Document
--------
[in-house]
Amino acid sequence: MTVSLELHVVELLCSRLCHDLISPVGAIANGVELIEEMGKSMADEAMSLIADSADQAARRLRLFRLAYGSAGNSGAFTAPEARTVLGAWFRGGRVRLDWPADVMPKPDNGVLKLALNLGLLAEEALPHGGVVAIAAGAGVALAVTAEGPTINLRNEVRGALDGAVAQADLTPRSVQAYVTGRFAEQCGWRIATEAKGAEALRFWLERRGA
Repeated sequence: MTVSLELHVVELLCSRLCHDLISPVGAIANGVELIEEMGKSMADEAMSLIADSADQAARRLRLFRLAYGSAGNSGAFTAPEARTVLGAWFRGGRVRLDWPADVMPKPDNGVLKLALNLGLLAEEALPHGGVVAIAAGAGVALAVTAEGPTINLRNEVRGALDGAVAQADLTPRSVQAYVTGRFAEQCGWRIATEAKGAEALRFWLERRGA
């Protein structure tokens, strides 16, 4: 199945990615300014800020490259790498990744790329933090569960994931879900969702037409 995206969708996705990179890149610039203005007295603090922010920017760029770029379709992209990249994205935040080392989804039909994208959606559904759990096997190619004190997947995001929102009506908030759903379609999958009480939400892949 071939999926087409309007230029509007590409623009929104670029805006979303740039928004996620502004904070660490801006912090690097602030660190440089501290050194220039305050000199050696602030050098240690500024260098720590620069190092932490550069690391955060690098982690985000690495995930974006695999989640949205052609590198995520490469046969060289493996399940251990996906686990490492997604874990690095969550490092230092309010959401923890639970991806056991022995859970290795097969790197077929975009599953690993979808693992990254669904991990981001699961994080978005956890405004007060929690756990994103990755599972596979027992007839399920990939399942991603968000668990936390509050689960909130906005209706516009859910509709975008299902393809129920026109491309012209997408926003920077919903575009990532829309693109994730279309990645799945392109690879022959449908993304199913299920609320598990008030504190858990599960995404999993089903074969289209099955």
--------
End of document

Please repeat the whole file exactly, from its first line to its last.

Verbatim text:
[in-house]
Amino acid sequence: MTVSLELHVVELLCSRLCHDLISPVGAIANGVELIEEMGKSMADEAMSLIADSADQAARRLRLFRLAYGSAGNSGAFTAPEARTVLGAWFRGGRVRLDWPADVMPKPDNGVLKLALNLGLLAEEALPHGGVVAIAAGAGVALAVTAEGPTINLRNEVRGALDGAVAQADLTPRSVQAYVTGRFAEQCGWRIATEAKGAEALRFWLERRGA
Repeated sequence: MTVSLELHVVELLCSRLCHDLISPVGAIANGVELIEEMGKSMADEAMSLIADSADQAARRLRLFRLAYGSAGNSGAFTAPEARTVLGAWFRGGRVRLDWPADVMPKPDNGVLKLALNLGLLAEEALPHGGVVAIAAGAGVALAVTAEGPTINLRNEVRGALDGAVAQADLTPRSVQAYVTGRFAEQCGWRIATEAKGAEALRFWLERRGA
């Protein structure tokens, strides 16, 4: 199945990615300014800020490259790498990744790329933090569960994931879900969702037409 995206969708996705990179890149610039203005007295603090922010920017760029770029379709992209990249994205935040080392989804039909994208959606559904759990096997190619004190997947995001929102009506908030759903379609999958009480939400892949 071939999926087409309007230029509007590409623009929104670029805006979303740039928004996620502004904070660490801006912090690097602030660190440089501290050194220039305050000199050696602030050098240690500024260098720590620069190092932490550069690391955060690098982690985000690495995930974006695999989640949205052609590198995520490469046969060289493996399940251990996906686990490492997604874990690095969550490092230092309010959401923890639970991806056991022995859970290795097969790197077929975009599953690993979808693992990254669904991990981001699961994080978005956890405004007060929690756990994103990755599972596979027992007839399920990939399942991603968000668990936390509050689960909130906005209706516009859910509709975008299902393809129920026109491309012209997408926003920077919903575009990532829309693109994730279309990645799945392109690879022959449908993304199913299920609320598990008030504190858990599960995404999993089903074969289209099955």